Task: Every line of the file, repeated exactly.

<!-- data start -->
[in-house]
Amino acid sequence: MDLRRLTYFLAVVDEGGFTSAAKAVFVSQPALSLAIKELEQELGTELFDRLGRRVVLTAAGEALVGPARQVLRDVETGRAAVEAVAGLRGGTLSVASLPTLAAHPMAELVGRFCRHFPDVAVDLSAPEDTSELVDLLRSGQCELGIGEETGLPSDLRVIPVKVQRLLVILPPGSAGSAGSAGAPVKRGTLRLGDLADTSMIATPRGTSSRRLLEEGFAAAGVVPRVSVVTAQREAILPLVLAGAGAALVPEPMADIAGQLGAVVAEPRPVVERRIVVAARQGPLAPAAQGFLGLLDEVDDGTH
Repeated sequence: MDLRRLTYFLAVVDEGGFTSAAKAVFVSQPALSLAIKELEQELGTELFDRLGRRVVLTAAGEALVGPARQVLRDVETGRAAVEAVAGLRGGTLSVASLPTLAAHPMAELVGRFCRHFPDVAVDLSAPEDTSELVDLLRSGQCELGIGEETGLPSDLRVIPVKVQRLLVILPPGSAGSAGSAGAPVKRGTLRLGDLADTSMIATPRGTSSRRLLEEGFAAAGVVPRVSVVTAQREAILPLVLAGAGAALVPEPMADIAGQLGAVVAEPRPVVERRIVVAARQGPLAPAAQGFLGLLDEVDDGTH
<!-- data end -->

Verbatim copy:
[in-house]
Amino acid sequence: MDLRRLTYFLAVVDEGGFTSAAKAVFVSQPALSLAIKELEQELGTELFDRLGRRVVLTAAGEALVGPARQVLRDVETGRAAVEAVAGLRGGTLSVASLPTLAAHPMAELVGRFCRHFPDVAVDLSAPEDTSELVDLLRSGQCELGIGEETGLPSDLRVIPVKVQRLLVILPPGSAGSAGSAGAPVKRGTLRLGDLADTSMIATPRGTSSRRLLEEGFAAAGVVPRVSVVTAQREAILPLVLAGAGAALVPEPMADIAGQLGAVVAEPRPVVERRIVVAARQGPLAPAAQGFLGLLDEVDDGTH
Repeated sequence: MDLRRLTYFLAVVDEGGFTSAAKAVFVSQPALSLAIKELEQELGTELFDRLGRRVVLTAAGEALVGPARQVLRDVETGRAAVEAVAGLRGGTLSVASLPTLAAHPMAELVGRFCRHFPDVAVDLSAPEDTSELVDLLRSGQCELGIGEETGLPSDLRVIPVKVQRLLVILPPGSAGSAGSAGAPVKRGTLRLGDLADTSMIATPRGTSSRRLLEEGFAAAGVVPRVSVVTAQREAILPLVLAGAGAALVPEPMADIAGQLGAVVAEPRPVVERRIVVAARQGPLAPAAQGFLGLLDEVDDGTH